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Homeland Security 5 Year Anniversary 2003 - 2008, One Team, One Mission Securing the Homeland

Remarks by Homeland Security Michael Chertoff at the Center for Strategic and International Studies on Aviation Security Measures

Release Date: November 17, 2008

For Immediate Release
Office of the Press Secretary
Contact 202-282-8010
Washington, D.C.

Mr. Heyman: Good afternoon, everyone. Welcome. I'm David Heyman. I run the Homeland Security program here at the Center for Strategic and International Studies.

Today’s topic is general aviation security. And I thought I would just give a little bit of a background on it. It’s not a topic that we talk about every day, and I'm delighted to see how many people are interested in the topic, but it is an important one.

General aviation is defined as all aviation that is other than commercial or military. If there's anything one can say about general aviation is that there's nothing general about it. It’s profoundly non-homogenous; it encompasses a wide range of activities, operations, types of assets from helicopters and large business jets to small fixed wing aircraft.

It’s an inherently open system with unscheduled flights. There are thousands of different kinds of airports or air facilities across the country from small grass fields to large airports.

People in general aviation, people who work in the area, they tend to worry about criminal threats. They have a strong culture of safety but have less of an emphasis on possible terrorist activity. Yet, since the airplane attacks of the World Trade Center, aviation security from hardened cockpit doors, passenger screening and Transportation Security Agency -- I'm delighted to see the head of our TSA right here in the front row -- aviation security has perhaps been the centerpiece of Homeland Security and certainly the most visible part of it.

By contrast, though, general aviation subject to today’s discussion has received far less attention. But GA is a central part of our national aviation system, both in terms of volume of flights and every day contributions to the economy. And we know that al-Qaeda is interested -- has an abiding interest in aviation both in terms of its ability to circumvent ground security and attack remote locations.

CSIS conducted a study in this area about three or four years ago. We concluded that because of the prior interest and the capabilities of al-Qaeda and the nature of general aviation operations, which gives an ample opportunity frankly for terrorists to acquire GA aircraft or multiple aircrafts for the use of attacks, that it warranted additional attention.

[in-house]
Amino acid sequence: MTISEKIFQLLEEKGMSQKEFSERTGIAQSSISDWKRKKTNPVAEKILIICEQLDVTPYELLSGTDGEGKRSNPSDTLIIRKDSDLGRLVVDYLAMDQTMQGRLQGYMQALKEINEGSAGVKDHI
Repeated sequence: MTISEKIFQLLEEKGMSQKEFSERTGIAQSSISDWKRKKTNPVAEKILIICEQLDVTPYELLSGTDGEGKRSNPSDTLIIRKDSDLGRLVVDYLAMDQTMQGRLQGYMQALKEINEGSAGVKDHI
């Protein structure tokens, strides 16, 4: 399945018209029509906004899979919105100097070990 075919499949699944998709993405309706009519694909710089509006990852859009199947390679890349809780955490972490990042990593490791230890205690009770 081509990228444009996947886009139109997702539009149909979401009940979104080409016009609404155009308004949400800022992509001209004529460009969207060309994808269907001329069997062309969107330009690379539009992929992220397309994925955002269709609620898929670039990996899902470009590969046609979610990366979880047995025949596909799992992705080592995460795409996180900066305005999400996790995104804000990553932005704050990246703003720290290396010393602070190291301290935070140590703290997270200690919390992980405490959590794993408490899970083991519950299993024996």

I’m pleased to say that the focus of GA changed under Secretary Chertoff’s watch, where progress has been made particularly in collaboration with the private sector.

And that's our topic today and we’re pleased to hear about. Ladies and gentlemen, please help me welcome Secretary Michael Chertoff.

Secretary Chertoff: Well, I can tell from the number of people attending who either has or aspires to have a private airplane. 

I want to thank the Center and also you personally, David, not only for the very warm welcome but for your partnership to our department, for your leadership in the area of Homeland Security studies and policy making over the last fours years that I've been involved in this.

You brought a lot of discipline and enlightenment to an area that is often one with a lot of heated rhetoric but not necessarily enlightening rhetoric. So I think you’ve been great partners. And I hope and I'm confident that you will continue to share this sense of partnership with my successor and the new team that comes into the Department early next year.

One of the things, of course, that we’re very preoccupied about at the Department of Homeland Security is how do we protect ourselves from threats overseas. As I've said, as Director McConnell has said, as Director Heyman has said, when you look at certain parts of South Asia, certain parts of the Middle East, we increasingly see the presence of safe havens or safe spaces in which terrorists can train, plan, even create laboratories to pursue their activities and, of course, that creates a strategic danger for those of us in the West.

So a great deal of what we spend our time doing is anticipating how we can keep dangerous people or dangerous things out of the country. Dangerous things, of course, in particular being something that would be a weapon of mass destruction, like a dirty bomb or even God forbid a nuclear bomb.